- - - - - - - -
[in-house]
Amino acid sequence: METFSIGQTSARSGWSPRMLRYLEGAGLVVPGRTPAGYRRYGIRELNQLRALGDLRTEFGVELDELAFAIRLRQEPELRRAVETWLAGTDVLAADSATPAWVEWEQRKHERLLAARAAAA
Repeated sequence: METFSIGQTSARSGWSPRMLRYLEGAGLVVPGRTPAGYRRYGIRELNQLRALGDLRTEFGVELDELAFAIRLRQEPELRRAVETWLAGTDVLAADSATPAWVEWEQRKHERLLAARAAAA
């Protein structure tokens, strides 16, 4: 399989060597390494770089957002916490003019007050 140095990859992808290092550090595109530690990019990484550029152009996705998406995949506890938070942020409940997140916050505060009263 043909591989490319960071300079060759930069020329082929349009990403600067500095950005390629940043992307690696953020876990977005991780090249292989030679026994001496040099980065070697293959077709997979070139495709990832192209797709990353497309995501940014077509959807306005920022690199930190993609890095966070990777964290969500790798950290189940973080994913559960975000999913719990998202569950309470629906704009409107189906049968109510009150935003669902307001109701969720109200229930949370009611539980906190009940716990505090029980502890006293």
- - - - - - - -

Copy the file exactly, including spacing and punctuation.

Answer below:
[in-house]
Amino acid sequence: METFSIGQTSARSGWSPRMLRYLEGAGLVVPGRTPAGYRRYGIRELNQLRALGDLRTEFGVELDELAFAIRLRQEPELRRAVETWLAGTDVLAADSATPAWVEWEQRKHERLLAARAAAA
Repeated sequence: METFSIGQTSARSGWSPRMLRYLEGAGLVVPGRTPAGYRRYGIRELNQLRALGDLRTEFGVELDELAFAIRLRQEPELRRAVETWLAGTDVLAADSATPAWVEWEQRKHERLLAARAAAA
């Protein structure tokens, strides 16, 4: 399989060597390494770089957002916490003019007050 140095990859992808290092550090595109530690990019990484550029152009996705998406995949506890938070942020409940997140916050505060009263 043909591989490319960071300079060759930069020329082929349009990403600067500095950005390629940043992307690696953020876990977005991780090249292989030679026994001496040099980065070697293959077709997979070139495709990832192209797709990353497309995501940014077509959807306005920022690199930190993609890095966070990777964290969500790798950290189940973080994913559960975000999913719990998202569950309470629906704009409107189906049968109510009150935003669902307001109701969720109200229930949370009611539980906190009940716990505090029980502890006293």